Apparently, assessment of Russia’s aggression has not become a criterion to judge political views in Ukraine. Or it has, but only for an insignificant, cloutless part of society, concentrated in Kyiv and other big cities. Meanwhile, after the polling day there is no way we can consider Kharkiv as a city of Ukrainian resistance. Korban’s arrest eliminates Dnipropetrovsk as one of the centers of national consolidation. The blow was dealt with Putinesque precision and accuracy. Surprisingly for all, a new Ukrainian identity took on in urban culture of the south-east, disproving the stereotypes of archaic, folklore, country-side Ukrainian self, which only deserves to be a subject of ethnography. But it looks as if the situation is being corrected now.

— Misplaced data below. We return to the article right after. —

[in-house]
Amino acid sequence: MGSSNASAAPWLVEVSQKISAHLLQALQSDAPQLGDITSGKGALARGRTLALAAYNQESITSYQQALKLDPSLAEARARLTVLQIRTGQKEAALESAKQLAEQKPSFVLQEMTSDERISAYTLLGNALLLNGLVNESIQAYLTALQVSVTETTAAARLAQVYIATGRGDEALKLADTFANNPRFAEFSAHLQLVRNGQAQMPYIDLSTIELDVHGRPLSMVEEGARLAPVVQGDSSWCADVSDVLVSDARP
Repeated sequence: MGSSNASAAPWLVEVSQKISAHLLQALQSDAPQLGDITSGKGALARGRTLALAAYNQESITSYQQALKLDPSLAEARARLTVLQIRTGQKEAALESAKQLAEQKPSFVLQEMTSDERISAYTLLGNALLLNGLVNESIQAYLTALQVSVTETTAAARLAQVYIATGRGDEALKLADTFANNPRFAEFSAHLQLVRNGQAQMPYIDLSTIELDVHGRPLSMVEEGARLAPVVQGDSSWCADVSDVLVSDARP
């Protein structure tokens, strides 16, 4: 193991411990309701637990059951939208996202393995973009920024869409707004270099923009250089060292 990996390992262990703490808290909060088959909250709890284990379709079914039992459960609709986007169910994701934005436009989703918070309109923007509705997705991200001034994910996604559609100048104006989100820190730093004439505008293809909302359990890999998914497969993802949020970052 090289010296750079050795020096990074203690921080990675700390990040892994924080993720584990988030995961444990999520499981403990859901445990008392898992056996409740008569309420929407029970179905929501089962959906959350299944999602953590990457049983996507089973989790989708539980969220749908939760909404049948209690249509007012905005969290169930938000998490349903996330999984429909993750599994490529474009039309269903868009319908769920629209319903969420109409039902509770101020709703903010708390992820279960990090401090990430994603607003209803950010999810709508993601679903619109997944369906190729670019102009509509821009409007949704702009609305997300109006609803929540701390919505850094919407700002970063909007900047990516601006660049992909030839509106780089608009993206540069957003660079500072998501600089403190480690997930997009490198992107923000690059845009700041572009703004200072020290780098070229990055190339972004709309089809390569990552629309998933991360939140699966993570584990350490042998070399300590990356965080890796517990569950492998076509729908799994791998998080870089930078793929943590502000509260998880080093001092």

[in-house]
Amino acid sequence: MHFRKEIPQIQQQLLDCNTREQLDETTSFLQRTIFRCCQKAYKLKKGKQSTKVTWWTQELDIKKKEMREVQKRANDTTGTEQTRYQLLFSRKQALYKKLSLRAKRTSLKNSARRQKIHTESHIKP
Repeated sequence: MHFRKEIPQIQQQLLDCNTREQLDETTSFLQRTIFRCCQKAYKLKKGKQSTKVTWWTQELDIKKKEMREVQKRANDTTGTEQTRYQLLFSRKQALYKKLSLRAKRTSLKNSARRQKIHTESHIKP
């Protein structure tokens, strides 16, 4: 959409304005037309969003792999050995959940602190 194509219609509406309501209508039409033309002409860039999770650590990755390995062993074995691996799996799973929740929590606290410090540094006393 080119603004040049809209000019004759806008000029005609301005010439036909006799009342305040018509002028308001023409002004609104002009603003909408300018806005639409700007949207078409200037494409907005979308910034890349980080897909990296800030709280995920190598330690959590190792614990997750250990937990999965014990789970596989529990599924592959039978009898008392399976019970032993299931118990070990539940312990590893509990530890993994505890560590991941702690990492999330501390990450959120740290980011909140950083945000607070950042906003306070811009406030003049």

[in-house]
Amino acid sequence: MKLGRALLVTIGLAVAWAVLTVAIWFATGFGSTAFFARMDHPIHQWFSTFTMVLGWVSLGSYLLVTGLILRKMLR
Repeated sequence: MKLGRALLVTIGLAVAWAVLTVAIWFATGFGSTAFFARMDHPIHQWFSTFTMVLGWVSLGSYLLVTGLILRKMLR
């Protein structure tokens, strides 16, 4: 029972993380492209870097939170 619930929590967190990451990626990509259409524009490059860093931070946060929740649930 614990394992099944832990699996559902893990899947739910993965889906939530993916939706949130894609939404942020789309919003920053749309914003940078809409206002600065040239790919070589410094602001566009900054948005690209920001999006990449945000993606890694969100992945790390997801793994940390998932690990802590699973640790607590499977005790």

However, none of this means that Moscow is about to take the incumbents on the payroll. Just the opposite: the Kremlin does not want a strong Ukrainian government. Yanukovych was deposed and effectively kidnapped after the signing of preliminary accords with the participation of the EU representatives. He was beginning to obtain a new legitimacy. The Kremlin absolutely does not want a pro-Russian regime in Kyiv, and who will define “pro-Russian”? There was nothing anti-Russian about Maidan, it is the Kremlin’s agitprop that declared him as such. And Belarusian President Lukashenka is only relatively friendly, but Moscow finds him convenient for other reasons.